Our local, not-for-profit, public transportation system here in the Philadelphia region (the Southeastern Pennsylvania Transportation Authority or SEPTA) has filed what appears to be a groundbreaking lawsuit against a pharmaceutical company regarding the pricing of a branded pharmaceutical product. The potential ramifications of this case are considerable.
There is no media information about this lawsuit on the SEPTA web site. However, as reported by Reuters and discussed in an article on the Wall Street Journal web site, on Tuesday this week, SEPTA (a self-insured “payer”) filed a class action lawsuit accusing a pharmaceutical manufacturer (Gilead Sciences) of seeking “exorbitant” reimbursement for a drug used in the treatment of hepatitis C (sofosbuvir or Sovaldi®). Since the approval of sofosbuvir (on December 6, 2013), SEPTA claims to have paid > $2.4 million for treatment with this drug on behalf of its employees, and SEPTA is seeking to represent a class that includes anyone or any organization in the USA that has paid for sofosbuvir or has not been able to afford recommended and approved treatment with this drug.
According to the available information,
- The suit seeks an unspecified amount of monetary damages.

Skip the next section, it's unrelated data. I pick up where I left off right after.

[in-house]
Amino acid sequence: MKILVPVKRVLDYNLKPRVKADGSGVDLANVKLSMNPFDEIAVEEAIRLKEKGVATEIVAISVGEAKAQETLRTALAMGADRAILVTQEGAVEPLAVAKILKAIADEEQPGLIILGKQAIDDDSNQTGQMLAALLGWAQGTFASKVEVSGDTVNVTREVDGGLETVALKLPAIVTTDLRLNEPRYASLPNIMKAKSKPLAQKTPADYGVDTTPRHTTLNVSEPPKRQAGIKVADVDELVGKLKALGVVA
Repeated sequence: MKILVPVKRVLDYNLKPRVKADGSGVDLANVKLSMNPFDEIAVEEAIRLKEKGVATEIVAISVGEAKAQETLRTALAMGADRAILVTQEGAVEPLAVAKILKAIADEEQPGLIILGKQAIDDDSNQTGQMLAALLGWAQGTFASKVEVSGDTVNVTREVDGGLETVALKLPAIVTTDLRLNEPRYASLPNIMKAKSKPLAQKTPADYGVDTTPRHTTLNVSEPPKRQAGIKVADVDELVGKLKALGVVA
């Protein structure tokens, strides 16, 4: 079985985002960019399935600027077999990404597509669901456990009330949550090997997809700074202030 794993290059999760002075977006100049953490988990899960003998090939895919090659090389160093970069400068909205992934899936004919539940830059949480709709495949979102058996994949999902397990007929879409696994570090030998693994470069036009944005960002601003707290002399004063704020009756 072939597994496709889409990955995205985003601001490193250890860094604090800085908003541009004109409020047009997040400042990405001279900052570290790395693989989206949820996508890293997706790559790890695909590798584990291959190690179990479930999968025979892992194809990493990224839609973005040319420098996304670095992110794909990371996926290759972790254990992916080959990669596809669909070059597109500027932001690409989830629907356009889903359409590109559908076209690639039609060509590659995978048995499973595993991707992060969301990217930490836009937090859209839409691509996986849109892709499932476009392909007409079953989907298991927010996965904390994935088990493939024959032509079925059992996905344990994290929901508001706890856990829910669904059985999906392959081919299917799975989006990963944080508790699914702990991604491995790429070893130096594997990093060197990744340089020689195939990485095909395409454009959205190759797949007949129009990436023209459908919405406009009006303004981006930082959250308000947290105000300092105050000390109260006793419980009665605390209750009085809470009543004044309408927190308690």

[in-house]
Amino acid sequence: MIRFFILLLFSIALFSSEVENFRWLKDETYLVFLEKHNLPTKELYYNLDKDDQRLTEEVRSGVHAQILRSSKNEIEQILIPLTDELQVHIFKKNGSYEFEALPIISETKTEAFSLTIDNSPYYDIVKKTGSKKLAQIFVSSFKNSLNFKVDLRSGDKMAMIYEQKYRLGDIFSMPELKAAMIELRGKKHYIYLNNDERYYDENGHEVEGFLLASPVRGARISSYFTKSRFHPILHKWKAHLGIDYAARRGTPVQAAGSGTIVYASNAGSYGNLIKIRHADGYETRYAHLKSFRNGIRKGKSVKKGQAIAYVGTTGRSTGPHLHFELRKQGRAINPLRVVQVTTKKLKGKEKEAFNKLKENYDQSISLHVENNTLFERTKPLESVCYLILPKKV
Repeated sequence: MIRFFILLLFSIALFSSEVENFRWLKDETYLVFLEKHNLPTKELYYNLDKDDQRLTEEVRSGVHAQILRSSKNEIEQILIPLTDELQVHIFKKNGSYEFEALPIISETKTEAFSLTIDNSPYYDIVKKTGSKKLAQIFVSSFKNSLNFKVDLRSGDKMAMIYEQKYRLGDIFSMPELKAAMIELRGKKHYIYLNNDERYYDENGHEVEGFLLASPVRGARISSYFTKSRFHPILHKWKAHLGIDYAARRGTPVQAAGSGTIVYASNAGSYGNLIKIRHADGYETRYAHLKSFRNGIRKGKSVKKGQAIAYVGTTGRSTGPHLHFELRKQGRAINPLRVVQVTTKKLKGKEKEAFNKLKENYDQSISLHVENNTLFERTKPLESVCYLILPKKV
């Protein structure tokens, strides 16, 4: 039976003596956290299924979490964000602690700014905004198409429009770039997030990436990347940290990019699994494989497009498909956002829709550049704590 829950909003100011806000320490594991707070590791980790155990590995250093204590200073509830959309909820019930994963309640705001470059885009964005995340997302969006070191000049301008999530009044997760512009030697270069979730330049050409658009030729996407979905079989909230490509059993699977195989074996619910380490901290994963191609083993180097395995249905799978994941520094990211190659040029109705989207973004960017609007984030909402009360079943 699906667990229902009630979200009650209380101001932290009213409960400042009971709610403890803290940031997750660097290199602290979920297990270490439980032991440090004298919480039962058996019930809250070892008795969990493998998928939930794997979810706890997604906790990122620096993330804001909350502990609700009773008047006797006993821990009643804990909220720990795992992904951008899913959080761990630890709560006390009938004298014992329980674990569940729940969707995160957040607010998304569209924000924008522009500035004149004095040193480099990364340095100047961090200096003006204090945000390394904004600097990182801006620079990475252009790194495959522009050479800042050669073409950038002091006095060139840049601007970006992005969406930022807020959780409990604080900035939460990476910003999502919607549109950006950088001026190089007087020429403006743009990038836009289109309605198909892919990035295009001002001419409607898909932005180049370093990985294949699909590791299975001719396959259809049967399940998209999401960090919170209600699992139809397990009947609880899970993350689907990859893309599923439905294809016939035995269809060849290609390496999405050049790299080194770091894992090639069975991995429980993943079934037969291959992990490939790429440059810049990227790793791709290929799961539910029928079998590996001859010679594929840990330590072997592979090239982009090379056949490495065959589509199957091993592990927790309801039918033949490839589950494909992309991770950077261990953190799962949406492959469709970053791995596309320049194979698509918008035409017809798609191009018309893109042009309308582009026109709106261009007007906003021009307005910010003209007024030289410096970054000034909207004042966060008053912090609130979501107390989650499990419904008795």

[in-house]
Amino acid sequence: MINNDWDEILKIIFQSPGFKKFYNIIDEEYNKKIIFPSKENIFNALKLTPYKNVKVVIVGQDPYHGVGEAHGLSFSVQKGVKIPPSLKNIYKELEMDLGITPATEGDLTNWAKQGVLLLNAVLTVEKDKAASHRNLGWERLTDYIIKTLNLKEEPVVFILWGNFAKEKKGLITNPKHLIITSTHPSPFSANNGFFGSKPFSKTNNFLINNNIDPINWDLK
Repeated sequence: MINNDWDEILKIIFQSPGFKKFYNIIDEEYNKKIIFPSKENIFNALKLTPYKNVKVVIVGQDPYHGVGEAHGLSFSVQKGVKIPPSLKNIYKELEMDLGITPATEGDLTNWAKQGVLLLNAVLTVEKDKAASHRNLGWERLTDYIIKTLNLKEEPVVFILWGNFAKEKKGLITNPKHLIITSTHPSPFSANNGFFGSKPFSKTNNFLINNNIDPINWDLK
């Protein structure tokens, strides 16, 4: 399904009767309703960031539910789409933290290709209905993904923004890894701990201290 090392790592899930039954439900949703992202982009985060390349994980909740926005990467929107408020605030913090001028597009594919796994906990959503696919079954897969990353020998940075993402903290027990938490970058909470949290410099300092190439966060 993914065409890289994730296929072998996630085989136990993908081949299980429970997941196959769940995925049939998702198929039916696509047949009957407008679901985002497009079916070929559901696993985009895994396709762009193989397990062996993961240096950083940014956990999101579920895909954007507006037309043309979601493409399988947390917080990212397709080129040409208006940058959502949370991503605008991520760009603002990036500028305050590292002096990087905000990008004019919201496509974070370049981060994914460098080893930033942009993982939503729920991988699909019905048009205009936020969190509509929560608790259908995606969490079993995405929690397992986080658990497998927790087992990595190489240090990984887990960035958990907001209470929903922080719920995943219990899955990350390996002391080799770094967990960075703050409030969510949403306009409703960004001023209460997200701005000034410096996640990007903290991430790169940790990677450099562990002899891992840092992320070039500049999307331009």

- SEPTA claims, among other things, that Gilead has “limited rights as a patent holder [which] do not translate into a license to price gouge consumers.”
What does not seem to be in dispute is that sofosbuvir is an extremely effective treatment for hepatitis C; that its nominal cost is $1,000 per pill here in the USA (i.e., $84,000 for a typical 12-week course of treatment); that certain purchasers are able to seek and obtain significant discounts on that price; and that, in other countries around the world, sofosbuvir can be purchased at significantly lower prices.
All that we can really tell readers at this time is that there are going to be a lot of people (with very different perspectives) watching this lawsuit to see what happens.
It is worth noting that on October 10, 2014, the U.S. Food and Drug Administration also approved a combination of two drugs (sofosuvir + ledipasvir) known as Harvoni® as an even newer form of treatment for hepatitis C, also manufactured by Gilead. The nominal price for this new combination therapy here in the USA is said to be $94,500 for a 12-week course of therapy (equivalent to $1,125 per pill).